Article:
“Boys will be boys" is the kind of sentiment that is applied to the boisterousness that boys in the playground can exhibit among themselves. The notion can sometimes, rightly, allow young children to work out their issues on their own and mature in the process. But all too often, the same kind of permissiveness is used in another way entirely – and it is important that adults and parents ensure that boys learn the right message.
This past week, Egyptian singer Amr Diab was virtually pilloried for not recognising the scale of an issue that could not be dismissed as simply boys being boys.
In an advertisement for French car manufacturer Citroen, Diab’s fictional character is seen driving and car and hitting the brakes suddenly in front of a woman crossing the street. His character in the ad does not know the woman nor does he seek her permission before proceeding to take a picture of her nonetheless, using a discreet camera installed in the car.
Clearly, Diab’s character feels entitled to take the picture. There are no negative consequences for his behaviour. On the contrary, in the next scene, the two seem to have developed a romantic relationship.
If one transposes this fictional story to any real life encounter, many people would view this as rather sleazy. But as noted, the male character in the ad feels perfectly entitled, and seems to be rewarded by the woman having taken notice of him.
The ad received more than 8.4 million views in seven days, meaning that the video’s normalisation of this behaviour – the invasion of women’s privacy by men using technology – was tremendous.
An earlier real life example of women’s privacy being violated by men comes to mind – and this was a far more grotesque violation of privacy. Some years ago, there was a fad to take "upskirt" photos on American public transport, where men would slyly angle their phones to take pictures under women’s skirts.
More disgracefully, a Texan court later struck down a law that sought to ban that kind of activity, claiming that even if the pictures were surreptitious, the right to take them was part of Americans’ freedom of expression. The story gets worse, as the law stemmed from the arrest of a man in Texas who had been found taking pictures of children in swimsuits.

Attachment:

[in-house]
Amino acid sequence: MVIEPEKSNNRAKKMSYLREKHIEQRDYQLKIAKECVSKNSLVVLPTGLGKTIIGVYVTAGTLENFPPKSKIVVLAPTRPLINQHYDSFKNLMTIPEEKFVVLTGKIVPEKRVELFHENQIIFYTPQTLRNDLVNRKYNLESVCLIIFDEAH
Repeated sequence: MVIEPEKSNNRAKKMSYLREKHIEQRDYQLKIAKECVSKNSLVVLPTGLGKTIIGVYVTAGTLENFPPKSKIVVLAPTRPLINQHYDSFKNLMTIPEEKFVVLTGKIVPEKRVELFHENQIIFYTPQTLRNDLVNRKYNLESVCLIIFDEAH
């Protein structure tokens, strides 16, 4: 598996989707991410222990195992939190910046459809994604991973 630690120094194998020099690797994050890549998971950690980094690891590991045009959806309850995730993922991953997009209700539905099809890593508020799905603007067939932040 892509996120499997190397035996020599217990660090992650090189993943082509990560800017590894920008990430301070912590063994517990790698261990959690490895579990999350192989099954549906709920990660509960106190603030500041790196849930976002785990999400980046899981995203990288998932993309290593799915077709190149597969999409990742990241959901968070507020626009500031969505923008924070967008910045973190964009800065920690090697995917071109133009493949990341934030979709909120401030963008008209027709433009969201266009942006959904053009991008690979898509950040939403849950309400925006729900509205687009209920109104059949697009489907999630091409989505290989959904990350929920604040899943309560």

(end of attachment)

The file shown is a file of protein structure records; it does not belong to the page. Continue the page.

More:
Of course, Diab’s character did not justify the likes of such behaviour as in the Texas case. But there is a principle here; Diab’s character clearly found the female character attractive, and wanted to record her appearance, without her consent. It is a type of conduct some might be tempted to consider "boyish" – dangerously implying harmlessness – but Diab’s fictional character is not a child. He is a grown man who ought to know the difference between acceptable and unacceptable behaviour.
Over the past two years, we have all become accustomed to online meeting platforms like Zoom. Even there, in the online space, if anyone took a screenshot of another participant without their consent and the person got to know, it would be disturbing.
There is a further aspect to this, which relates to gender. Diab’s character isn’t a man being photographed by a woman. The power relationship is very clearly one-sided. She’s the pedestrian. He’s the driver of a sleek new car. She’s the one crossing the road without realising she’s being photographed without her knowledge. He’s the one taking the picture.
In a world where women are still subjected to sexual harassment in numerous ways, one is surprised to see Citroen putting forward such an advertisement. The ad has now been withdrawn. But Citroen seemed to realise its error too late and only due to the negative attention the ad drew. The company issued a statement saying it "deeply regrets and understands the negative interpretation". As for Diab himself and the rest of the crew involved in the production of the video, there have been no statements. A famous Arab figure might have missed an important opportunity to take a stand.
In the US, it took till 2015 for a Texan governor to pass a statute to ensure that "up-skirting" was illegal, so that the courts could not find a way to justify it under the dubious interpretation of "freedom of expression".
Closer home for this video, in Diab’s own native Egypt, a UN study in 2013 found that nearly all women in Egypt reported experiencing some form of sexual harassment in their lifetime. Within the Egyptian media industry, as within the film industry more generally internationally, there have been complaints for years that harassment of women is normalised in entertainment and in their portrayals on the big screen.
Yes, boys will be boys. But boys shouldn’t be boys forever. They need to grow into men. And manhood always includes respect for the boundaries of others. But we should all be forewarned: maturity isn’t something that simply takes place due to the passage of time. It requires training and guidance; and part of that training includes knowing that there should be consequences for actions that invade the privacy of others. Citroen’s car advertisement is the latest in a long line of public expressions that make it clear how much that training is needed.